Amanda White also claimed that Affleck retaliated against her complaints. After White objected to Affleck’s behavior, she said he failed to pay her agreed upon producer’s fee. According to White, he also failed to pay her a “living wage” while she was working on the mockumentary. At the time of her complaint filing, White maintained that she had not been paid for any of the work she did on the film—a project she said she toiled on for over three months.
Overall, these complaints paint a decidedly different picture of Casey Affleck, leading man. In addition to allegedly harassing the women he employed, Affleck is said to have actively enjoyed putting them in uncomfortable positions, refusing to step in as the working environment on the project became increasingly hostile. In the words of White’s thorough and deeply damning complaint, “Affleck encouraged and participated in the harassment of Plaintiff and Gorka for his own twisted gratification.” Furthermore, both women insist that Affleck’s treatment only worsened when and if they objected—a campaign of retaliation and verbal abuse that ultimately culminated in his refusal to honor their contracts.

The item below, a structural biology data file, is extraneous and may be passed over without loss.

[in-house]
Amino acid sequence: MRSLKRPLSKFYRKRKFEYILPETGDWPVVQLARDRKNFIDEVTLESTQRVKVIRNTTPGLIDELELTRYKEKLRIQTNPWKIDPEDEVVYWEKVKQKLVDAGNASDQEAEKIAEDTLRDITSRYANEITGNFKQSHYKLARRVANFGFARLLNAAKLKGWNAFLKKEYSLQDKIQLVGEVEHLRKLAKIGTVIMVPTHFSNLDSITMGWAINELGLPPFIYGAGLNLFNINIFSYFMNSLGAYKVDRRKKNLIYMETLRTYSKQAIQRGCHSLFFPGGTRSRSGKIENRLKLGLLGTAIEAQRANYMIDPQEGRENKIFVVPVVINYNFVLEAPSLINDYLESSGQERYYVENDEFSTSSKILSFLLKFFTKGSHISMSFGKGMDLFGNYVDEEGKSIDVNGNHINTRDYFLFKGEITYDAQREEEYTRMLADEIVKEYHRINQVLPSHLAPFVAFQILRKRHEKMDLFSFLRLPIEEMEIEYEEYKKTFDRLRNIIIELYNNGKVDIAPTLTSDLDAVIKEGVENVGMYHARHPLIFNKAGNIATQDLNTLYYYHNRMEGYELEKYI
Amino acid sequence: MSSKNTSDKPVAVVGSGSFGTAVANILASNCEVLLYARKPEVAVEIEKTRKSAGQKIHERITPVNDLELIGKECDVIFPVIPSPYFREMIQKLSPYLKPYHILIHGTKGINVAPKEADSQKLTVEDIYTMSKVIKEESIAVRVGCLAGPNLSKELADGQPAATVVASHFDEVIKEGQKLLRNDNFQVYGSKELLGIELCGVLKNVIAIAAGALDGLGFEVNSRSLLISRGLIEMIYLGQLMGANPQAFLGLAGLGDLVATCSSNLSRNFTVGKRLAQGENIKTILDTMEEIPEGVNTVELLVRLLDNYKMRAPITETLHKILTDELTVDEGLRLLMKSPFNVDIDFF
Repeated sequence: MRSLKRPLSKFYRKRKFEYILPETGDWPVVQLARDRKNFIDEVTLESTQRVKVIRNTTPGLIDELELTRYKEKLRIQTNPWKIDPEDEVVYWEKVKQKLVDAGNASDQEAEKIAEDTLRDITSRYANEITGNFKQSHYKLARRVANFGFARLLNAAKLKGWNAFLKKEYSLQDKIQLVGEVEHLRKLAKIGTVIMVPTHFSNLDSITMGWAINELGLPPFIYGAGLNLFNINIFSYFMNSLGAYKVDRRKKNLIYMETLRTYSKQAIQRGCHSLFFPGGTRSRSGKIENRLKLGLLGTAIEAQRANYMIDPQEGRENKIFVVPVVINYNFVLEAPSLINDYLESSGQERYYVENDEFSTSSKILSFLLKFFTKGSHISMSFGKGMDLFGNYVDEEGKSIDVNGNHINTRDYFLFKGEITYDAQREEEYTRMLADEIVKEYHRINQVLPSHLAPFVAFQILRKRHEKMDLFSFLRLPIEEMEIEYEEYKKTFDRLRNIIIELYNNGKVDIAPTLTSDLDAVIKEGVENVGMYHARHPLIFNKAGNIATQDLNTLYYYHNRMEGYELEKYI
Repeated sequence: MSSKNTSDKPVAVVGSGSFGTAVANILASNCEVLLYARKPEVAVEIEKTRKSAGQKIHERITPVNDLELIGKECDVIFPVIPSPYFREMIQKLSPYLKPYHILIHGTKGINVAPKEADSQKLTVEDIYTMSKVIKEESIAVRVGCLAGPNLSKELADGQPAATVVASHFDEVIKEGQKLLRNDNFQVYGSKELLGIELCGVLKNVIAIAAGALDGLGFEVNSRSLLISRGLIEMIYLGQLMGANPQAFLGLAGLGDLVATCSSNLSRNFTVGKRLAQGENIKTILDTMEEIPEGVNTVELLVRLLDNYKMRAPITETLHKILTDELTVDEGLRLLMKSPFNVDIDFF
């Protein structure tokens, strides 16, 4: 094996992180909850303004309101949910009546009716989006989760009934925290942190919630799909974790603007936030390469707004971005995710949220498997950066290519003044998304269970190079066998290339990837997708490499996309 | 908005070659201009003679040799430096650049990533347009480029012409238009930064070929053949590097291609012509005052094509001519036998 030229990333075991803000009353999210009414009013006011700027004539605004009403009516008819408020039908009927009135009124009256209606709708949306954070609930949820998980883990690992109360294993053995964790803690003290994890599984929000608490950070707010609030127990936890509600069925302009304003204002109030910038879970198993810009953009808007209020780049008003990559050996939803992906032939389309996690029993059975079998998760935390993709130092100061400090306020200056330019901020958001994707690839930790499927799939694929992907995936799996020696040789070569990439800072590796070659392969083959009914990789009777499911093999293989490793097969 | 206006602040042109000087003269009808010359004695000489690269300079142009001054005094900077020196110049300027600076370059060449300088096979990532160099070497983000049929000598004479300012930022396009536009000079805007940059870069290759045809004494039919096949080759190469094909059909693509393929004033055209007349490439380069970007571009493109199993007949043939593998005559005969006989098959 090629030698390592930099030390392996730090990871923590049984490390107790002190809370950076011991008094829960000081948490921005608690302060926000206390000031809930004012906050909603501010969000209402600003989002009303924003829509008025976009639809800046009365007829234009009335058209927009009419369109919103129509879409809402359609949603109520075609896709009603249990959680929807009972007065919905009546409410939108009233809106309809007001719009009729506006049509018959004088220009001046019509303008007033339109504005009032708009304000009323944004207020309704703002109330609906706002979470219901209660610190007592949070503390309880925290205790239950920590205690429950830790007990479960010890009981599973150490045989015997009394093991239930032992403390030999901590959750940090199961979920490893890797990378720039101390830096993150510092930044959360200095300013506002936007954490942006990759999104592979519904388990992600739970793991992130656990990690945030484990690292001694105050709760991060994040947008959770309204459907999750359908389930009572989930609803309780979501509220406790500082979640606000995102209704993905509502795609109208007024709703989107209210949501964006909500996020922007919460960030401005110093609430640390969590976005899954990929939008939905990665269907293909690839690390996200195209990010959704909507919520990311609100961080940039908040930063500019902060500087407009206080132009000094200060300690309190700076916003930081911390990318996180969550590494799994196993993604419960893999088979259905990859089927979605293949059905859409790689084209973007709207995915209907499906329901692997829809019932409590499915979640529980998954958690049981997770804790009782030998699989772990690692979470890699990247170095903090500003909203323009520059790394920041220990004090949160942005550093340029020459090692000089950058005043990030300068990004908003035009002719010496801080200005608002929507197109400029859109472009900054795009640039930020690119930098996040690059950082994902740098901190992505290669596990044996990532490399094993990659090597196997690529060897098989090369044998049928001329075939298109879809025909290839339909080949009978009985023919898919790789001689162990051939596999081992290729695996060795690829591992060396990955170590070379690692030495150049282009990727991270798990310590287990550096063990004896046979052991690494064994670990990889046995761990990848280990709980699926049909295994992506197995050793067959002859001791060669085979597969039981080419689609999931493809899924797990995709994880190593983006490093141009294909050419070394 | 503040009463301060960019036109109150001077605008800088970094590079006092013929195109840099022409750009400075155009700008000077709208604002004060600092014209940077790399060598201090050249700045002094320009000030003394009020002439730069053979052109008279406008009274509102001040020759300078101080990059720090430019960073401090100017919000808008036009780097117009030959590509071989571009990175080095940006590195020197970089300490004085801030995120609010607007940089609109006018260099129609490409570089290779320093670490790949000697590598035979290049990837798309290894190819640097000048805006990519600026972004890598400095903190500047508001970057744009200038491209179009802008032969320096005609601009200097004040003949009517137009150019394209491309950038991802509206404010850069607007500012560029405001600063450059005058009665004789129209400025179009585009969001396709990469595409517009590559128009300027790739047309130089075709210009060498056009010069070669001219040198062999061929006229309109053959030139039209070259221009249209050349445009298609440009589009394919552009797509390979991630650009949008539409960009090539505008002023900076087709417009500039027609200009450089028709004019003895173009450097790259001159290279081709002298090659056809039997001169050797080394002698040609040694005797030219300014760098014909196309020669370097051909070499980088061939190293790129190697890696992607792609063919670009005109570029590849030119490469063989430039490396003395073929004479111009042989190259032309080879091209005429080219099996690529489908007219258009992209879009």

When his former employees first sued, Affleck vehemently denied their allegations, going so far as threatening to countersue. However, Affleck eventually agreed to mediation, during which a settlement was reached. While no details of any financial settlement were released to the public, it was reported that both women would receive due credit for their work on Affleck’s passion project.